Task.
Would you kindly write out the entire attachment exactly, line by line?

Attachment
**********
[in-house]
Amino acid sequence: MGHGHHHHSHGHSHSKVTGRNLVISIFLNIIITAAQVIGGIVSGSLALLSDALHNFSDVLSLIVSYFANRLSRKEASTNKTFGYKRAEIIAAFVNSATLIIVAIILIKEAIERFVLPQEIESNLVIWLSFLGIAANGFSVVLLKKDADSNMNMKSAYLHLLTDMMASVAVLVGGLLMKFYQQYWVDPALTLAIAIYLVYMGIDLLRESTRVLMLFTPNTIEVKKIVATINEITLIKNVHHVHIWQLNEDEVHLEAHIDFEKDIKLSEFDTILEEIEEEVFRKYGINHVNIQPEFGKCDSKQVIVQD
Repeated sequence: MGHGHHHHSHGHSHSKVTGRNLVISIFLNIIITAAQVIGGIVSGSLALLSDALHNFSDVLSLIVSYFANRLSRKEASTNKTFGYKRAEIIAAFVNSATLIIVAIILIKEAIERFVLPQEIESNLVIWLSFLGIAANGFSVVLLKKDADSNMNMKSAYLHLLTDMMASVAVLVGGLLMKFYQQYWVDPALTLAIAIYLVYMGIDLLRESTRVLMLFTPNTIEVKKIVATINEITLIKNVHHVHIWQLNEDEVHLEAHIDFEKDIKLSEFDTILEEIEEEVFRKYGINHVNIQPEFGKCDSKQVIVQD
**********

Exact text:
[in-house]
Amino acid sequence: MGHGHHHHSHGHSHSKVTGRNLVISIFLNIIITAAQVIGGIVSGSLALLSDALHNFSDVLSLIVSYFANRLSRKEASTNKTFGYKRAEIIAAFVNSATLIIVAIILIKEAIERFVLPQEIESNLVIWLSFLGIAANGFSVVLLKKDADSNMNMKSAYLHLLTDMMASVAVLVGGLLMKFYQQYWVDPALTLAIAIYLVYMGIDLLRESTRVLMLFTPNTIEVKKIVATINEITLIKNVHHVHIWQLNEDEVHLEAHIDFEKDIKLSEFDTILEEIEEEVFRKYGINHVNIQPEFGKCDSKQVIVQD
Repeated sequence: MGHGHHHHSHGHSHSKVTGRNLVISIFLNIIITAAQVIGGIVSGSLALLSDALHNFSDVLSLIVSYFANRLSRKEASTNKTFGYKRAEIIAAFVNSATLIIVAIILIKEAIERFVLPQEIESNLVIWLSFLGIAANGFSVVLLKKDADSNMNMKSAYLHLLTDMMASVAVLVGGLLMKFYQQYWVDPALTLAIAIYLVYMGIDLLRESTRVLMLFTPNTIEVKKIVATINEITLIKNVHHVHIWQLNEDEVHLEAHIDFEKDIKLSEFDTILEEIEEEVFRKYGINHVNIQPEFGKCDSKQVIVQD